- Medical conditions: Some medical conditions, such as bleeding disorders or certain types of cancer, may increase the risk of bruising. Older adults may also be more prone to bruising due to changes in the skin and blood vessels that occur with aging.
- Nutritional deficiencies: A deficiency in certain nutrients, such as vitamin C, vitamin K, or iron deficiency bruising, can affect the body’s ability to the formation of blood clots and may increase the risk of bruising.
- Abuse: In some cases, bruises may signify physical abuse or domestic violence. It is very important to seek help if you or also someone you know is experiencing abuse.
How Bruises Can Be Diagnosed?
Bruises are usually diagnosed based on their appearance and the history of injury or trauma. Your healthcare provider may ask questions about the injury’s circumstances, including how it occurred and whether there were any other symptoms.
Sometimes, your healthcare provider may recommend imaging tests, such as an X-ray, MRI, or ultrasound, to rule out a more serious injury, such as a fracture or internal bleeding. Blood tests may also be prescribed to check for any underlying medical conditions or nutritional deficiencies contributing to frequent or unexplained bruising.
Suppose you have a bruise that is unusually large, painful, or does not improve after several days. In that case, it is important to consult a healthcare provider for further evaluation and treatment. In rare cases, a deep or extensive bruise may indicate a more serious underlying condition requiring prompt medical attention.
Ask Your Question
What Are the Options for Treatment for Bruising?
Most bruises will heal on their own without any specific treatment. Still, there are steps you can take to help reduce pain, swelling, and discoloration and speed up the healing process:
- Rest the affected area: If possible, avoid putting weight on the affected area or using it for a period of time to allow the bruise to heal.
- Apply ice: Applying ice to the affected area for 10-15 minutes at a time, several times a day, can also help reduce swelling and pain.
- Elevate the affected area: Keeping the affected area elevated above the heart level can help reduce swelling and improve blood flow to the site.
- Take pain relievers: Over-the-counter pain relievers can help, such as acetaminophen or ibuprofen.
- Protect the bruised area: If the bruise is in an area that is easily bumped or injured, protect it with padding or bandages to prevent further injury.
- Wait it out: Most bruises will heal within 1-2 weeks. The discoloration will gradually fade as the bruise heals, and the pain and swelling should subside.
Other Bruises Injury Treatment Options:
Sometimes, your healthcare provider may recommend additional treatments, such as physical or compression therapy, to help speed up the healing process and improve mobility in the affected area. Rarely, a large or deep bruise may require drainage or surgical intervention.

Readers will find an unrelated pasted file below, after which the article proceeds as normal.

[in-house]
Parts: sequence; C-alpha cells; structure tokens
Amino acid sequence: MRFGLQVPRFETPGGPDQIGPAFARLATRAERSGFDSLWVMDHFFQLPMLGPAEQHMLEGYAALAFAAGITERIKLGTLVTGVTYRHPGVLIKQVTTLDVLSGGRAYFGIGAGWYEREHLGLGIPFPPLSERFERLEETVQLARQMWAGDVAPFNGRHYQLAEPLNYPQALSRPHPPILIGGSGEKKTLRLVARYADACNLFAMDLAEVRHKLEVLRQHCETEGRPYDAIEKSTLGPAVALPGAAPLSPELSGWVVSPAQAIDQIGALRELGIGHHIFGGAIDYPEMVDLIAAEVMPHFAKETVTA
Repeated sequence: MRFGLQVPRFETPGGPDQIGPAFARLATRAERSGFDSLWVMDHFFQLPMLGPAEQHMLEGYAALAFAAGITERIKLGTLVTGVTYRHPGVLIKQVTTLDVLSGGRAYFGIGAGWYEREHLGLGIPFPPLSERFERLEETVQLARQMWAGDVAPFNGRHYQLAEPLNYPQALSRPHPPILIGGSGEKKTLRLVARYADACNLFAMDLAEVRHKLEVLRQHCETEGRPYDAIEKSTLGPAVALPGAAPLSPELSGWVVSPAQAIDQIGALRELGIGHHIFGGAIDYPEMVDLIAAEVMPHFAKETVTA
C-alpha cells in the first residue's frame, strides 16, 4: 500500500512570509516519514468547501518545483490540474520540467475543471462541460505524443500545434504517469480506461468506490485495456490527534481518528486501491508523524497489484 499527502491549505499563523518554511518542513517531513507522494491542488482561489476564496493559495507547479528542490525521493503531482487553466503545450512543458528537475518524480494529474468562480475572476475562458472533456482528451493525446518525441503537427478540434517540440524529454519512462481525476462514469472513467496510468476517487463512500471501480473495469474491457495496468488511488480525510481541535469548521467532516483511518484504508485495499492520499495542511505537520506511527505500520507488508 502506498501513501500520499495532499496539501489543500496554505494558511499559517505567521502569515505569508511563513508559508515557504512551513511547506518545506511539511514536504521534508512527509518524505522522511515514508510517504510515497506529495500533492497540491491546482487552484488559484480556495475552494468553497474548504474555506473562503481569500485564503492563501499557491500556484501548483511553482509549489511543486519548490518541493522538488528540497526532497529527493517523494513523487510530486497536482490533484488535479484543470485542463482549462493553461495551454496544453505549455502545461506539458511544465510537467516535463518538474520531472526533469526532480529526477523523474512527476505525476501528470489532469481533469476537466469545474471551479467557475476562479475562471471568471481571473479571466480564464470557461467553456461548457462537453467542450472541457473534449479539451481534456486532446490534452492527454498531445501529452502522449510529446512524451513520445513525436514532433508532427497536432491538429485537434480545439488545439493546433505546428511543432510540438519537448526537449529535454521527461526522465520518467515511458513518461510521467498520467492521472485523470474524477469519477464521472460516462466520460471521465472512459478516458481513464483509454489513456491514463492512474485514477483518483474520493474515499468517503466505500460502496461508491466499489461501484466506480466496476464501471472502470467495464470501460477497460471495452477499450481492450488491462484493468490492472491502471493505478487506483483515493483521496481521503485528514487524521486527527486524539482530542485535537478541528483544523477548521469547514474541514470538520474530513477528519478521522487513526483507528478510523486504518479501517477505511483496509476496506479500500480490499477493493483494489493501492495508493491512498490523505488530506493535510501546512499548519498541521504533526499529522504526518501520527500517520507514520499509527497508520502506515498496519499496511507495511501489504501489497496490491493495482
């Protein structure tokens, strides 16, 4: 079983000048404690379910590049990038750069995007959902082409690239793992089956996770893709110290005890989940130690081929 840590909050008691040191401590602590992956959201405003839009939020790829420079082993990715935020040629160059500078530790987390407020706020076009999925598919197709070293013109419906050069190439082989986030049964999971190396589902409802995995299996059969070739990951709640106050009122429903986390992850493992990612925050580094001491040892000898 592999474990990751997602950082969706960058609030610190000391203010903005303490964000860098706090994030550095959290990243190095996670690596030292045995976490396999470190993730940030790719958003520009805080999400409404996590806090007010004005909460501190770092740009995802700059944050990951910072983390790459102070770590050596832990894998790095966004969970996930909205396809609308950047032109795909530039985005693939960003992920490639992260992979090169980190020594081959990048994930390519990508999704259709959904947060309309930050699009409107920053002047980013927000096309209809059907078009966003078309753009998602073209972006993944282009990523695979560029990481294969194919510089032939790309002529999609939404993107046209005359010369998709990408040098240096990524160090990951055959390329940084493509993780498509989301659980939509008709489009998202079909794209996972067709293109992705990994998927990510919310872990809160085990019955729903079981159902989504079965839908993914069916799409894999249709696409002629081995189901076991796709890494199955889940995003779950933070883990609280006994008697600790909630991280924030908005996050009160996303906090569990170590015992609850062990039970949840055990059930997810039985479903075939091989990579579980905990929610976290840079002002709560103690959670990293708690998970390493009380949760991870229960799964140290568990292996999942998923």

It is very important to note that if you are experiencing frequent or unexplained bruising may indicate an underlying medical condition or nutritional deficiency. If so, your healthcare provider may recommend additional testing or treatment to address the underlying issue.
How to Get Rid of a Bruise Quick?
In addition to these self-care measures, it is important to stay fully hydrated and eat a healthy, balanced diet to support the body’s natural healing process. Suppose you have a history of frequent or unexplained bruising. In that case, talking to your healthcare provider about any underlying medical conditions or nutritional deficiencies contributing to the issue may also be helpful.
Related Health Condition
- Substance abuse: Substance abuse refers to using drugs or alcohol in a way that negatively impacts a person’s physical or mental health, social relationships, and daily functioning. Substance abuse can lead to various health issues, including liver damage, heart disease, mental health disorders, and an increased risk of injury or accidents.
- Low platelet level: Platelets are small cells in the blood that help with blood clotting. A low platelet level, or thrombocytopenia, can result from various underlying medical conditions or medications and lead to excessive bleeding or bruising.
- Alcohol abuse: Alcohol abuse refers to a pattern of drinking that negatively impacts a person’s health, relationships, and daily functioning. Alcohol abuse can lead to various health issues, including liver damage, heart disease, mental health disorders, and an increased risk of injury or accidents.
- Malnutrition: Malnutrition is when the body does not receive adequate nutrients to support healthy growth and functioning. Malnutrition can result from various factors, including poor diet, underlying medical conditions, and digestive disorders. Malnutrition can lead to multiple health issues, including a weakened immune system, muscle wasting, and an increased risk of infections and illnesses. In bruising, malnutrition can lead to decreased production of platelets and other blood cells, increasing the risk of excessive bleeding or bruising.
Ongo Care Support
When to See a Doctor About a Bruise?Ongo Care is a telemedicine platform that helps provide excellent treatment options for Bruises. The platform mainly consists of providing services, including:
- Virtual consultations with healthcare providers: Ongo Care allows patients to connect with their healthcare providers remotely, either through video consultations or messaging, to discuss symptoms, side effects, and treatment options.
- Practical assistance: The platform offers resources and guidance on a range of practical issues
Frequently Asked Questions
How to prevent Bruises?
How can I enhance the healing process of Bruises?
Is it common to bruise after a massage?
How is Ongo Care handling the cases of Bruises?
Can everyone get Bruises?
Yes, everyone can get bruises, although certain factors such as age, medications, and medical conditions can increase the risk.